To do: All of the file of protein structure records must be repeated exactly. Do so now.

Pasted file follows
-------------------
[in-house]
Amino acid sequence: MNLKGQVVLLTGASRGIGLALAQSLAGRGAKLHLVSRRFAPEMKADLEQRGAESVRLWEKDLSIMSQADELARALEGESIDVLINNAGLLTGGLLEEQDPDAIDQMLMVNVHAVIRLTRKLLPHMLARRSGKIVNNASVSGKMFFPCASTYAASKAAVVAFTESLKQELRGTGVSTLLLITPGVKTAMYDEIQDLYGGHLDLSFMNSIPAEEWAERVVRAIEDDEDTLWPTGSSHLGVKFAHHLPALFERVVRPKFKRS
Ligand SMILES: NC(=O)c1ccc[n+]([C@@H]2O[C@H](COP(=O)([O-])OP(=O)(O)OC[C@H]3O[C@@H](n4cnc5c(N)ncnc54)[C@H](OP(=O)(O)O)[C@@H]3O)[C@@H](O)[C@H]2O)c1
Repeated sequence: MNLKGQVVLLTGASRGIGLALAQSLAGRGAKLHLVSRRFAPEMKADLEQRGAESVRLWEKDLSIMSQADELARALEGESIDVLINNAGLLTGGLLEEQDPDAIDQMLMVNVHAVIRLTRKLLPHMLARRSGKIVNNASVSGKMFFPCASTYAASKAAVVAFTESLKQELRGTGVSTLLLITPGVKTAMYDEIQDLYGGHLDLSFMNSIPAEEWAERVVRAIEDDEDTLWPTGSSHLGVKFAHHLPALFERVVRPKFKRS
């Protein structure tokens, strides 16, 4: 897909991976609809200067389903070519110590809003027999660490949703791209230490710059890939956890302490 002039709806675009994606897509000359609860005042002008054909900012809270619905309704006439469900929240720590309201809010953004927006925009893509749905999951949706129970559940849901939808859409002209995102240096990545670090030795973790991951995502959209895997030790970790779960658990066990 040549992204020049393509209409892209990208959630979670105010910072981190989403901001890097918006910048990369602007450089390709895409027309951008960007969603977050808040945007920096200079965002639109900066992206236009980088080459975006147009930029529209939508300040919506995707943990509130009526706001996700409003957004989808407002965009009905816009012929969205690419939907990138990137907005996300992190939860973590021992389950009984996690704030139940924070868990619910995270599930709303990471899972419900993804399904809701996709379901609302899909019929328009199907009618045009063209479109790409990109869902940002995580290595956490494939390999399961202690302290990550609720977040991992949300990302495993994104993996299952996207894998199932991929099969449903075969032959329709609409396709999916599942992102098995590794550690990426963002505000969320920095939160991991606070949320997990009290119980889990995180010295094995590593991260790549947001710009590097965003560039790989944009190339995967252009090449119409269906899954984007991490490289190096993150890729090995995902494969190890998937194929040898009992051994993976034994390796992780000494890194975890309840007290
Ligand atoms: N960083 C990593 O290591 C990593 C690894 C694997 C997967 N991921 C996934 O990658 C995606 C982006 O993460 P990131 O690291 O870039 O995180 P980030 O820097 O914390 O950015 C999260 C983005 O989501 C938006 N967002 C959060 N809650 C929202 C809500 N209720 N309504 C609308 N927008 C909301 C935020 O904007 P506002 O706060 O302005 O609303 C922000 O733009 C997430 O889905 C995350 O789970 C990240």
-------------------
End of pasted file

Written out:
[in-house]
Amino acid sequence: MNLKGQVVLLTGASRGIGLALAQSLAGRGAKLHLVSRRFAPEMKADLEQRGAESVRLWEKDLSIMSQADELARALEGESIDVLINNAGLLTGGLLEEQDPDAIDQMLMVNVHAVIRLTRKLLPHMLARRSGKIVNNASVSGKMFFPCASTYAASKAAVVAFTESLKQELRGTGVSTLLLITPGVKTAMYDEIQDLYGGHLDLSFMNSIPAEEWAERVVRAIEDDEDTLWPTGSSHLGVKFAHHLPALFERVVRPKFKRS
Ligand SMILES: NC(=O)c1ccc[n+]([C@@H]2O[C@H](COP(=O)([O-])OP(=O)(O)OC[C@H]3O[C@@H](n4cnc5c(N)ncnc54)[C@H](OP(=O)(O)O)[C@@H]3O)[C@@H](O)[C@H]2O)c1
Repeated sequence: MNLKGQVVLLTGASRGIGLALAQSLAGRGAKLHLVSRRFAPEMKADLEQRGAESVRLWEKDLSIMSQADELARALEGESIDVLINNAGLLTGGLLEEQDPDAIDQMLMVNVHAVIRLTRKLLPHMLARRSGKIVNNASVSGKMFFPCASTYAASKAAVVAFTESLKQELRGTGVSTLLLITPGVKTAMYDEIQDLYGGHLDLSFMNSIPAEEWAERVVRAIEDDEDTLWPTGSSHLGVKFAHHLPALFERVVRPKFKRS
């Protein structure tokens, strides 16, 4: 897909991976609809200067389903070519110590809003027999660490949703791209230490710059890939956890302490 002039709806675009994606897509000359609860005042002008054909900012809270619905309704006439469900929240720590309201809010953004927006925009893509749905999951949706129970559940849901939808859409002209995102240096990545670090030795973790991951995502959209895997030790970790779960658990066990 040549992204020049393509209409892209990208959630979670105010910072981190989403901001890097918006910048990369602007450089390709895409027309951008960007969603977050808040945007920096200079965002639109900066992206236009980088080459975006147009930029529209939508300040919506995707943990509130009526706001996700409003957004989808407002965009009905816009012929969205690419939907990138990137907005996300992190939860973590021992389950009984996690704030139940924070868990619910995270599930709303990471899972419900993804399904809701996709379901609302899909019929328009199907009618045009063209479109790409990109869902940002995580290595956490494939390999399961202690302290990550609720977040991992949300990302495993994104993996299952996207894998199932991929099969449903075969032959329709609409396709999916599942992102098995590794550690990426963002505000969320920095939160991991606070949320997990009290119980889990995180010295094995590593991260790549947001710009590097965003560039790989944009190339995967252009090449119409269906899954984007991490490289190096993150890729090995995902494969190890998937194929040898009992051994993976034994390796992780000494890194975890309840007290
Ligand atoms: N960083 C990593 O290591 C990593 C690894 C694997 C997967 N991921 C996934 O990658 C995606 C982006 O993460 P990131 O690291 O870039 O995180 P980030 O820097 O914390 O950015 C999260 C983005 O989501 C938006 N967002 C959060 N809650 C929202 C809500 N209720 N309504 C609308 N927008 C909301 C935020 O904007 P506002 O706060 O302005 O609303 C922000 O733009 C997430 O889905 C995350 O789970 C990240």